Lesson Plans for Secondary School Educators
Unit One: Introducing Tolkien and His Worlds
Echoes of the Oral Tradition. The Lord of the Rings has been called an "epic fairy tale." Do students understand that both the heroic epic and the fairy tale trace back to the oral tradition? Can students identify vestiges of the oral tradition thriving in the popular culture and in their own lives? The possibilities include jokes, riddles, nursery rhymes, urban legends, family anecdotes, narrative songs, and the contemporary storytelling movement.
Myth, Meaning, and Motif. Oral narratives frequently outlive the societies that spawned them. After reading several handouts, and thinking about their own previous experiences with myths and folktales, the class should generate a list of common motifs. What do these themes tell us about humanity's deepest aspirations? What mythic ideas still resonate for us in the twenty-first century? Among the most ubiquitous oral-narrative motifs are several that figure in Tolkien's fiction: the impossible task, the rash promise, the wise fool, the forbidden action, the well-earned reward, the descent into the underworld, and the attempt to elude fate.
The Factual Versus the True. In a 1936 lecture called "The Monsters and the Critics," J. R. R. Tolkien spoke in praise of dragons: "Whatever may be his origins ... the dragon in legend is ... richer in significance than his barrow is in gold." Thirty-eight years later, in an essay titled "Why Are Americans Afraid of Dragons?" the science fiction and fantasy author Ursula K. Le Guin offered a similar sentiment: "For fantasy is true, of course. It isn't factual, but it is true. Children know that. Adults know it too, and that is precisely why many of them are afraid of fantasy." Does the class agree with Tolkien and Le Guin? In the students' experience, do adults tend to dismiss fantasy as childish or escapist? What sense does it make to say that dragons, gorgons, and enchanted rings are "significant" or "true"?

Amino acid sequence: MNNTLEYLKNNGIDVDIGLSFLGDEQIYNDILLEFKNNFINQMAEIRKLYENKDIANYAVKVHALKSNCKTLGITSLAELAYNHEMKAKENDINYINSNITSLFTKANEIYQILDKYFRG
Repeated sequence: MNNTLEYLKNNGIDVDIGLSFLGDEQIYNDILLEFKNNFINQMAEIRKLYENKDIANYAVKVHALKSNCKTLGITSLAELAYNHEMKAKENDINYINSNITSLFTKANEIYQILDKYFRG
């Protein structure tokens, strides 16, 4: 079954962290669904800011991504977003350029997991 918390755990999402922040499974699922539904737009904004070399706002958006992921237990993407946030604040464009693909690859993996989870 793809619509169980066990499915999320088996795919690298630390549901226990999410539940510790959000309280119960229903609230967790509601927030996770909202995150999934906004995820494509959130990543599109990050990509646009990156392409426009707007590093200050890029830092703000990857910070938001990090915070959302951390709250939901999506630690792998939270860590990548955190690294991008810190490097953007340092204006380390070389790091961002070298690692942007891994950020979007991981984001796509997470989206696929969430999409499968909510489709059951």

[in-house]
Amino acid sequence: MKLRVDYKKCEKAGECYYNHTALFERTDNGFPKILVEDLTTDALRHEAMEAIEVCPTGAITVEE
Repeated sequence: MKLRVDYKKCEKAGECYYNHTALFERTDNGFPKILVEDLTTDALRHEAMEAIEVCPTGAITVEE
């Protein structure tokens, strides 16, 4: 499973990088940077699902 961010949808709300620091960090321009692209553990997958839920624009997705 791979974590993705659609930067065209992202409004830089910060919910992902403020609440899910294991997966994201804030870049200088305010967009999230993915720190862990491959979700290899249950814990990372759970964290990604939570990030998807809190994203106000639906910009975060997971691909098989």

Eucatastrophes Then and Now. Tolkien presented his original idea of the "eucatastrophe" the sudden and felicitous turn of a protagonist's fortunes in a 1938 lecture titled "On Fairy-Stories." Ask the class to identify the eucatastrophe in particular myths and folktales with which they are familiar. Do these amazing "lucky breaks" follow certain patterns? Can students offer examples of eucatastrophes in the Bible, Hollywood movies, presidential elections, and professional sports?
The Periodic Table of the Oliphaunts. One obvious function of myths and folktales is to make the world more comprehensible. In the present age, fanciful explanations of natural phenomena strike many people as primitive and na´ve. Do our scientific accounts of suns, storms, and rainbows make myths superfluous? What trade-offs occur when we replace PhaŰton's chariot with a ball of burning gas?
Expedience and Ethics. Folklorists have noted that many fairy tales are not "moral" in the conventional sense. The main character often prospers through cunning and deceit rather than selflessness or altruism. In his eagerness to escape a threat or attain a goal, the protagonist may resort to trickery, theft, and even murder. Can students furnish examples of what critics have termed the "amorality" of fairy tales? If these stories are "amoral," why do we tell them to children?
Unit One Content
Comments for Teachers